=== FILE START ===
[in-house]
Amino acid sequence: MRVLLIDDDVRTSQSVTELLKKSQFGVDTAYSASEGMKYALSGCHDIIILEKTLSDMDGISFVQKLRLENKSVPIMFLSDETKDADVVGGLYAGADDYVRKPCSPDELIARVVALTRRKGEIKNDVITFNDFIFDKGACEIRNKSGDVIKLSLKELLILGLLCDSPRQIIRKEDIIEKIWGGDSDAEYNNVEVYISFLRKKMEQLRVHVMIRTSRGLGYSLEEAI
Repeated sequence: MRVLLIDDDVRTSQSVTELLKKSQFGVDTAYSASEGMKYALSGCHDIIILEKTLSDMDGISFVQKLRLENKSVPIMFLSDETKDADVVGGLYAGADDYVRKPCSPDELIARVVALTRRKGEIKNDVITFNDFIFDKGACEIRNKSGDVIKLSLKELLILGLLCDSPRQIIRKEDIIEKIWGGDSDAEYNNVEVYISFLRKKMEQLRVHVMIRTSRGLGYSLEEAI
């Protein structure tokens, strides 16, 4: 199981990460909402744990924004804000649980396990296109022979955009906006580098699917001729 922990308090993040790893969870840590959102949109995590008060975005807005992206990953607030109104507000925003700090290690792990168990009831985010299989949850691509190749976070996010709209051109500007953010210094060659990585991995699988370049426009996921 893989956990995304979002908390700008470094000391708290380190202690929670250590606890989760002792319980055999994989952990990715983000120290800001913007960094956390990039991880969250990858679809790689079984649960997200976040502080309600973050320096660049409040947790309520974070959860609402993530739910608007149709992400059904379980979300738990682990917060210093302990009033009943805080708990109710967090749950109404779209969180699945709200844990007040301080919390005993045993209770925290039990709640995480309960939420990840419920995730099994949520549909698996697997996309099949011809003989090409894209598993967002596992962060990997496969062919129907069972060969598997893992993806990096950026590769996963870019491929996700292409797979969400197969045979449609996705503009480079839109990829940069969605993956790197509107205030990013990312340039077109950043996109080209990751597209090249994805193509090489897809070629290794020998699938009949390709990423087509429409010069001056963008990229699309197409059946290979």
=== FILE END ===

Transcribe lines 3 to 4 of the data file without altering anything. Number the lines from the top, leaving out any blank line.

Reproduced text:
Repeated sequence: MRVLLIDDDVRTSQSVTELLKKSQFGVDTAYSASEGMKYALSGCHDIIILEKTLSDMDGISFVQKLRLENKSVPIMFLSDETKDADVVGGLYAGADDYVRKPCSPDELIARVVALTRRKGEIKNDVITFNDFIFDKGACEIRNKSGDVIKLSLKELLILGLLCDSPRQIIRKEDIIEKIWGGDSDAEYNNVEVYISFLRKKMEQLRVHVMIRTSRGLGYSLEEAI
């Protein structure tokens, strides 16, 4: 199981990460909402744990924004804000649980396990296109022979955009906006580098699917001729 922990308090993040790893969870840590959102949109995590008060975005807005992206990953607030109104507000925003700090290690792990168990009831985010299989949850691509190749976070996010709209051109500007953010210094060659990585991995699988370049426009996921 893989956990995304979002908390700008470094000391708290380190202690929670250590606890989760002792319980055999994989952990990715983000120290800001913007960094956390990039991880969250990858679809790689079984649960997200976040502080309600973050320096660049409040947790309520974070959860609402993530739910608007149709992400059904379980979300738990682990917060210093302990009033009943805080708990109710967090749950109404779209969180699945709200844990007040301080919390005993045993209770925290039990709640995480309960939420990840419920995730099994949520549909698996697997996309099949011809003989090409894209598993967002596992962060990997496969062919129907069972060969598997893992993806990096950026590769996963870019491929996700292409797979969400197969045979449609996705503009480079839109990829940069969605993956790197509107205030990013990312340039077109950043996109080209990751597209090249994805193509090489897809070629290794020998699938009949390709990423087509429409010069001056963008990229699309197409059946290979």